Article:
What is the recovery from a discectomy?
Patients often awaken from surgery with complete resolution of their leg pain; however, it is not unusual for these symptoms to take several weeks to slowly dissipate. Pain around the incision is common, but usually well controlled with oral pain medications. Patients often spend one night in the hospital, but are usually then discharged the following day. A lumbar corset brace may help with some symptoms of pain, but is not necessary in all cases.

Gentle activities are encouraged after surgery, such as sitting upright and walking. Patients must avoid lifting heavy objects, and should try not to bend or twist the back excessively. Patients should avoid strenuous activity or exercise until cleared by their doctor.

What are the potential complications of a discectomy?
The most common problem of a discectomy is that there is a chance that another fragment of disc will herniate and cause similar symptoms down the road. This is a so-called recurrent disc herniation, and the risk of this occurring is about 10-15%.

Most patients find relief of much, if not all, of their symptoms from a discectomy. However, the success of the procedure is about 85-90%, meaning that 10% of patients who undergo a discectomy will still have persistent symptoms. Patients who have symptoms for long periods of time, or severe neurologic deficits (such as significant weakness) are at higher risk of incomplete recovery.

Other risks of surgery include spinal fluid leaks, bleeding, and infection. All of these can usually be treated, but may require a longer hospitalization or additional surgery.

What is endoscopic microdiscectomy?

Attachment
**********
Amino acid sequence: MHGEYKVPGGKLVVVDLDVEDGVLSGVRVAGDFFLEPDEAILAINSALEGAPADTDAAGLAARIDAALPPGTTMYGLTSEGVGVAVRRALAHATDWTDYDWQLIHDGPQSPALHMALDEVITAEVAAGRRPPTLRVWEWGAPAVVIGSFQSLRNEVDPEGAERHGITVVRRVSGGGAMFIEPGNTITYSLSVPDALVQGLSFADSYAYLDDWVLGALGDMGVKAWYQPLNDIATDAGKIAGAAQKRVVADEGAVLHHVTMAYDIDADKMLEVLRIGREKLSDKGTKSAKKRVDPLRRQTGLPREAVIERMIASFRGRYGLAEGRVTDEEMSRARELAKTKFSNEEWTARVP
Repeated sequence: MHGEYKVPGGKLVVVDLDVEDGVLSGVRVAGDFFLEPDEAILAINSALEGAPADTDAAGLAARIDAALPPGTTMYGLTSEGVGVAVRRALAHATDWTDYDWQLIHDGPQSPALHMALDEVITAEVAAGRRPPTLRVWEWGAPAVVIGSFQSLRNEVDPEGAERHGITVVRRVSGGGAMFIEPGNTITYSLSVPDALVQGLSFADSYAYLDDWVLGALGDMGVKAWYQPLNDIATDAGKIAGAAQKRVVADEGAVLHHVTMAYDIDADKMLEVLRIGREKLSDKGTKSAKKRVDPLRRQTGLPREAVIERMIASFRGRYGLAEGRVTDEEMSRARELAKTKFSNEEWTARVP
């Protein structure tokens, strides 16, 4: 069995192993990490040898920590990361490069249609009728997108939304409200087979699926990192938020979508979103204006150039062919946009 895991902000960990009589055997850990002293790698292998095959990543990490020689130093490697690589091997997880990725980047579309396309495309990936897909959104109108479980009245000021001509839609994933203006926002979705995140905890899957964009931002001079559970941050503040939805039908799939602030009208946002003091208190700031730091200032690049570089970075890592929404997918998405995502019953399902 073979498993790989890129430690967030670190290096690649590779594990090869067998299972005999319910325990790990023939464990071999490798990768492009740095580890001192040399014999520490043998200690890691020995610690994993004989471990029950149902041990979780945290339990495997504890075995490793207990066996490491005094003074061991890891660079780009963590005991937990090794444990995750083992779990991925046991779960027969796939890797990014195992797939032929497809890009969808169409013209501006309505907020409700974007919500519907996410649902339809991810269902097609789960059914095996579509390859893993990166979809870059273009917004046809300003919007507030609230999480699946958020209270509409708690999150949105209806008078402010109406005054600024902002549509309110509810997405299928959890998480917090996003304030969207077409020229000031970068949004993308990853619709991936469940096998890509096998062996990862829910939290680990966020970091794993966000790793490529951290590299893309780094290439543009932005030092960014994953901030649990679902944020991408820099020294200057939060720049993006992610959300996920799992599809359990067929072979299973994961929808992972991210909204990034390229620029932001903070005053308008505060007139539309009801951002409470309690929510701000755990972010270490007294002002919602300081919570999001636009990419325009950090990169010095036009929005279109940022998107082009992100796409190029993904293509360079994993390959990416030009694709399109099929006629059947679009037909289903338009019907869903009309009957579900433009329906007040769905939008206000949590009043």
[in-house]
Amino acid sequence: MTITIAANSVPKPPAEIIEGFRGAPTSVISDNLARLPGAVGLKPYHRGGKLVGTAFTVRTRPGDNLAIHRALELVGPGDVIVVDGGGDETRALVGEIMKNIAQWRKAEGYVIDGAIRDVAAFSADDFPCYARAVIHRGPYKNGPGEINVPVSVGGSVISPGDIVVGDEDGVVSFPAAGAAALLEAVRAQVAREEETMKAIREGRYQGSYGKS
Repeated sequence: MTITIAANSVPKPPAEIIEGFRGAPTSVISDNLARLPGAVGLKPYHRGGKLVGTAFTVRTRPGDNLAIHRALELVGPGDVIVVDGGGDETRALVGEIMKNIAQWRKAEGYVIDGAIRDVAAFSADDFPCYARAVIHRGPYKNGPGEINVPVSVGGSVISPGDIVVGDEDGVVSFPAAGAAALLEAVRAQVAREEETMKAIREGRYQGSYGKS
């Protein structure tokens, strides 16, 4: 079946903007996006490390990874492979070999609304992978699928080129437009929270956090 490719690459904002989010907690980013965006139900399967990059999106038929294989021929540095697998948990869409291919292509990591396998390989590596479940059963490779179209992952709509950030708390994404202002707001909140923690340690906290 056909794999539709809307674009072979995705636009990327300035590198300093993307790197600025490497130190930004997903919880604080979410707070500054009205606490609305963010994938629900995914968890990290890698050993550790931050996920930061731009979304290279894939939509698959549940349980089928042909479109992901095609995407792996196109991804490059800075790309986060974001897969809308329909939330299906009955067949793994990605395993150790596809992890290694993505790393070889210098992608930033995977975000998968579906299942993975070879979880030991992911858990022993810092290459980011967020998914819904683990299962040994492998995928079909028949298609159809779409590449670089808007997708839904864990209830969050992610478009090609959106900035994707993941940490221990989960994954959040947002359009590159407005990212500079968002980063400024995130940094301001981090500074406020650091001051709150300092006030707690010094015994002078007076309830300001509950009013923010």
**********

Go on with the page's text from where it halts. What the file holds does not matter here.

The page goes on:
Newer techniques may allow your surgeon to perform a procedure called an endoscopic discectomy. In an endoscopic discectomy your surgeon uses special instruments and a camera to remove the herniated disc through very small incisions.

The endoscopic microdiscectomy is a procedure that accomplishes the same goal as a traditional open discectomy, removing the herniated disc, but uses a smaller incision. Instead of actually looking at the herniated disc fragment and removing it, your surgeon uses a small camera to find the fragment and special instruments to remove it. The procedure may not require general anesthesia, and is done through a smaller incision with less tissue dissection. Your surgeon uses x-ray and the camera to “see” where the disc herniation is, and special instruments to remove the fragment.

Endoscopic microdiscectomy is appropriate in some specific situations, but not in all. Many patients are better served with a traditional open discectomy. While the idea of a faster recovery is nice, it is more important that the surgery is properly performed. Therefore, if open discectomy is more appropriate in your situation, then the endoscopic procedure should not be done. Discuss with your doctor if endoscopic microdiscectomy may be appropriate for you.

While this may seem like minor surgery to some (including the doctor who had been treating me), you have to realize that I’ve never had invasive surgery. The only procedures I’ve been in an operating room for were lipotripsies, and those involved pounding my kidney stones with sonic waves, not scalpel blades.